Content note: This Dear Imprudence discusses the use of hitting to ‘discipline’ children.
Dear Prudie’s Monday livechat featured a doozy of a question:
Q. Discipline: My wife and I have been married for eight years, and we have three wonderful children, two girls and a boy. While we agree on most everything, the one thing that really causes trouble is our son, specifically how to discipline him. He is 6 years old and has mild CP and also very high functioning autism. Now my wife thinks that because of his “special needs” he should not only treated differently, but also disciplined differently. I say that consistency is the key and that the Bible says to “spare the rod, and spoil the child.” Who’s right?
Let me make this answer simple, Prudence:
Neither of you is right, Discipline. There is absolutely no reason to hit children, ever.
There you go! That was easy. Sadly, it’s not what Emily Yoffe said.
A: I hope your son’s special needs will be a special gift to your entire family and help you rethink your approach to discipline. I absolutely agree on the need for consistency, especially with a child dealing with autism. But all your children should have consistent, compassionate care, not consistent smacks to the backside. (And the Bible says lots of things I’m sure you don’t take literally.) Lack of corporal punishment does not mean you allow your children to run wild; it means showing them there are better ways to get people to behave. Please talk to the professionals helping you with your son about the most effective ways to discipline him. I’ve recommended the work of Haim Ginott before, but please read one of his books. Even if you don’t use all of his methods, he will help you see the world through the eyes of your children.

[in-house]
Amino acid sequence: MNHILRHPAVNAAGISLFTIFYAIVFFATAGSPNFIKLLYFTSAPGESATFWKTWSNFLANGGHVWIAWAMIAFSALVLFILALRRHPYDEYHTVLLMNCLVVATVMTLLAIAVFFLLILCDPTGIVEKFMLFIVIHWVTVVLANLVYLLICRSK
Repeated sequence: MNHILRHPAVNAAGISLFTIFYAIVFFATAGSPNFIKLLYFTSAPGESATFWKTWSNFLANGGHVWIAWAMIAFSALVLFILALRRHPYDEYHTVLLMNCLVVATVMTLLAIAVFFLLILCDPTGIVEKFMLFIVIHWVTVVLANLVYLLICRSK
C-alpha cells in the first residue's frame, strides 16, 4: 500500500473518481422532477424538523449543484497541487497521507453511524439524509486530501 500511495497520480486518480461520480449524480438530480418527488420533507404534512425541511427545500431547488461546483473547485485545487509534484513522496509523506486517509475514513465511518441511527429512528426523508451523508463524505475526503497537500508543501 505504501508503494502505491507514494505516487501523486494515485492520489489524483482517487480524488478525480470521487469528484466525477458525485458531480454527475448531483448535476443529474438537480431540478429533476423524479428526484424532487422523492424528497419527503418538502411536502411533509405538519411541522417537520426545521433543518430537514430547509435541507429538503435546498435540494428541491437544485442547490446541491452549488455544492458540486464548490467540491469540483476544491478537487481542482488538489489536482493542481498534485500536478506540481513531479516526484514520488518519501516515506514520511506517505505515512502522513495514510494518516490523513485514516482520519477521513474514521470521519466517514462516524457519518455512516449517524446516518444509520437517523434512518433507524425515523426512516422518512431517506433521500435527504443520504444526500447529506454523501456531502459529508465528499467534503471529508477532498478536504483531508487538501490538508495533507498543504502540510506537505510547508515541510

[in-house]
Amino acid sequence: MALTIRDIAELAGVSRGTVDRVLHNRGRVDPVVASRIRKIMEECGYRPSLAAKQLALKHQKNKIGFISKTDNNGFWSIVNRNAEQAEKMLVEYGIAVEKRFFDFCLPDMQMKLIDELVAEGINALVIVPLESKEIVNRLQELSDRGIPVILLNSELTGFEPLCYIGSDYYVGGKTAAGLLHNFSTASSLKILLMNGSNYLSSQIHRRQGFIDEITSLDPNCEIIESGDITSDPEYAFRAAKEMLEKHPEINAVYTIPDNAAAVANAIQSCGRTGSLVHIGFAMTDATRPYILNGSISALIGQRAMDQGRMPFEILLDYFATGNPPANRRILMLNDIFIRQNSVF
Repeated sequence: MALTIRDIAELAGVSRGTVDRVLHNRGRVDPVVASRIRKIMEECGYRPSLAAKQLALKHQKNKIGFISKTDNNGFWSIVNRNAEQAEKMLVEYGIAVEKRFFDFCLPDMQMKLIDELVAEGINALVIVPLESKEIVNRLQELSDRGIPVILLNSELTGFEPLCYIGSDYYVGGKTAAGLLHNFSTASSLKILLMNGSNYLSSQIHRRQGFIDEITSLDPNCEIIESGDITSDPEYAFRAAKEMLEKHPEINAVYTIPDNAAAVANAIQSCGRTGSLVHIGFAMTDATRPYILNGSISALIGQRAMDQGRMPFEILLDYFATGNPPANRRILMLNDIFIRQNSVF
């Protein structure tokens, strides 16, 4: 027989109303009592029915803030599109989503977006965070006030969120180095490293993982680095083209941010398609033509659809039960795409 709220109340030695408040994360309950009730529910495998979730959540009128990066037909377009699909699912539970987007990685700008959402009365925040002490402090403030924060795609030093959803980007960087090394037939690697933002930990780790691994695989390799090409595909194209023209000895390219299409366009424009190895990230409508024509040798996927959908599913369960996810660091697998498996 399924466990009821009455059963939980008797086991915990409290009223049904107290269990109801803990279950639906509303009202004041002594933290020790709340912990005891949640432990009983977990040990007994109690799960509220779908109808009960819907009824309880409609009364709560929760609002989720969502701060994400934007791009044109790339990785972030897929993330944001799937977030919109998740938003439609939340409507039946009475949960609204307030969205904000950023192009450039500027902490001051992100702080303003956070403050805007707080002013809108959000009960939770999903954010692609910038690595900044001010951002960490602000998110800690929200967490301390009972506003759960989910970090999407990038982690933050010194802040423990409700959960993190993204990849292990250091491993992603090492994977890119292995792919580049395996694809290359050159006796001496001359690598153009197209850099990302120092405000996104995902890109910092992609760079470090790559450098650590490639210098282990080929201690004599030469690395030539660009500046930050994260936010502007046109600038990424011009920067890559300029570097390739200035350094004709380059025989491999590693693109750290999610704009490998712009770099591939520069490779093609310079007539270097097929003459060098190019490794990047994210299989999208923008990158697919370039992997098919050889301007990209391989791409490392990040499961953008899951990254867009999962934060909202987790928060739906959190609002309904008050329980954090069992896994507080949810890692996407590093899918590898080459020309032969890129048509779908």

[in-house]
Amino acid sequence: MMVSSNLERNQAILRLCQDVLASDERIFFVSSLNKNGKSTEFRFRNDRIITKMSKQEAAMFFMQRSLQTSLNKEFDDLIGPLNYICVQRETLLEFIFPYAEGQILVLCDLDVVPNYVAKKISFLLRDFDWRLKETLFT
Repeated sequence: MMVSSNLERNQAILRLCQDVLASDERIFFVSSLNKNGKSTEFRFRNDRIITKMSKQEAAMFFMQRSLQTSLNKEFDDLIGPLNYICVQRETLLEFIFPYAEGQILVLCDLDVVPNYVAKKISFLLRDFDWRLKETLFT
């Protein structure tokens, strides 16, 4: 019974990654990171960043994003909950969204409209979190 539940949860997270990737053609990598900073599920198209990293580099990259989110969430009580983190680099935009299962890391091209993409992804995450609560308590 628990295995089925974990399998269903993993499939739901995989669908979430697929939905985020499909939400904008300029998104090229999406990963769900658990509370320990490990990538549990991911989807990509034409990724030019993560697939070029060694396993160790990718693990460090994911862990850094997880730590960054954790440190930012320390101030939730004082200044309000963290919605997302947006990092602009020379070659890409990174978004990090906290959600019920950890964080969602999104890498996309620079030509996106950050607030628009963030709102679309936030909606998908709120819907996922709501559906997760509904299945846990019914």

Let’s break this down, starting with the first sentence, which made me gag violently. I could really do without classifying disabled children as ‘special,’ period, and especially not as ‘special gifts.’ Disabled children are not ‘gifts.’ They are human beings. It doesn’t surprise me to see Prudence using this kind of language. After all, it’s very widespread and commonly believed, but it irks me nonetheless. She’s widely read, she has a big platform, and she has the power to influence her readers and make them rethink the way they approach disability, simply by not engaging in disability tropes and pushing back on commonly believed narratives. Especially in this case, where it seems pretty clear to me that the use of quotes in the original letter is intended in a snide, spiteful way.
Prudence’s next section, condemning the use of corporal punishment, is pretty solid. I’m well aware that my blunt approach would probably be less than ideal if the goal is actually to convince people to stop hitting their children and calling it ‘discipline,’ it just happens to be one of the things in the world that makes me incendiarily angry and I really don’t know how to push back on it in any way other than incoherent rage. I did like that she specifically used the word ‘compassionate’ in her commentary.
Finally, a recommendation of a book by a (to my knowledge) nondisabled child psychologist. I know Ginott’s books are very popular, but I find it interesting that Prudence would say the letter writer can ‘see the world through the eyes of your children’ by reading a book written by an adult who doesn’t share lived experiences with one of Discipline’s children. Why not recommend works by people with autism and cerebral palsy? And why rely on adults to tell you how children think, feel, and view the world where there are plenty of children around you can interact with directly?
Commenting note: FWD unilaterally condemns the use of corporal punishment on humans of all ages. Any comments defending it/suggesting it is ok in ‘certain circumstances’ will not be approved, so do us a favour and don’t submit them.